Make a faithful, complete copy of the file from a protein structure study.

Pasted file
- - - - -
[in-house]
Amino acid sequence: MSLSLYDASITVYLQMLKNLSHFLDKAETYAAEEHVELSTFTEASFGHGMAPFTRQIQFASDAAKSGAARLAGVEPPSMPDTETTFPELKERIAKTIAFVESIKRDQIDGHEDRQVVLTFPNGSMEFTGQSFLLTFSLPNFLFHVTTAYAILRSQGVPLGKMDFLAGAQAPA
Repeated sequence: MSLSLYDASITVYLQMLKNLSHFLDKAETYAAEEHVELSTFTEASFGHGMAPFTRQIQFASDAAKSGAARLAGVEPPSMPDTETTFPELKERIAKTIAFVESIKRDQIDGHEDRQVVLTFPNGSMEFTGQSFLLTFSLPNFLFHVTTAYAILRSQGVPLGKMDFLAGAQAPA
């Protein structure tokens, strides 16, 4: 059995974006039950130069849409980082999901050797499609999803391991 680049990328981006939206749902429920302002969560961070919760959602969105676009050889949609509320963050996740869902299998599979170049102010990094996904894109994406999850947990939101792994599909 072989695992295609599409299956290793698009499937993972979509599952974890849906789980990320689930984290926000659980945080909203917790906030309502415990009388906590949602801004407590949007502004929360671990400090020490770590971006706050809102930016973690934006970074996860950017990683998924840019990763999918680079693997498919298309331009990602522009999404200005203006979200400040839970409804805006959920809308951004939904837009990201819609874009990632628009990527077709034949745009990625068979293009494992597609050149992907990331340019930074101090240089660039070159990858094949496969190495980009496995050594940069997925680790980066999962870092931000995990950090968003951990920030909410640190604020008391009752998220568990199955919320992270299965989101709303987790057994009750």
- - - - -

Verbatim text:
[in-house]
Amino acid sequence: MSLSLYDASITVYLQMLKNLSHFLDKAETYAAEEHVELSTFTEASFGHGMAPFTRQIQFASDAAKSGAARLAGVEPPSMPDTETTFPELKERIAKTIAFVESIKRDQIDGHEDRQVVLTFPNGSMEFTGQSFLLTFSLPNFLFHVTTAYAILRSQGVPLGKMDFLAGAQAPA
Repeated sequence: MSLSLYDASITVYLQMLKNLSHFLDKAETYAAEEHVELSTFTEASFGHGMAPFTRQIQFASDAAKSGAARLAGVEPPSMPDTETTFPELKERIAKTIAFVESIKRDQIDGHEDRQVVLTFPNGSMEFTGQSFLLTFSLPNFLFHVTTAYAILRSQGVPLGKMDFLAGAQAPA
């Protein structure tokens, strides 16, 4: 059995974006039950130069849409980082999901050797499609999803391991 680049990328981006939206749902429920302002969560961070919760959602969105676009050889949609509320963050996740869902299998599979170049102010990094996904894109994406999850947990939101792994599909 072989695992295609599409299956290793698009499937993972979509599952974890849906789980990320689930984290926000659980945080909203917790906030309502415990009388906590949602801004407590949007502004929360671990400090020490770590971006706050809102930016973690934006970074996860950017990683998924840019990763999918680079693997498919298309331009990602522009999404200005203006979200400040839970409804805006959920809308951004939904837009990201819609874009990632628009990527077709034949745009990625068979293009494992597609050149992907990331340019930074101090240089660039070159990858094949496969190495980009496995050594940069997925680790980066999962870092931000995990950090968003951990920030909410640190604020008391009752998220568990199955919320992270299965989101709303987790057994009750």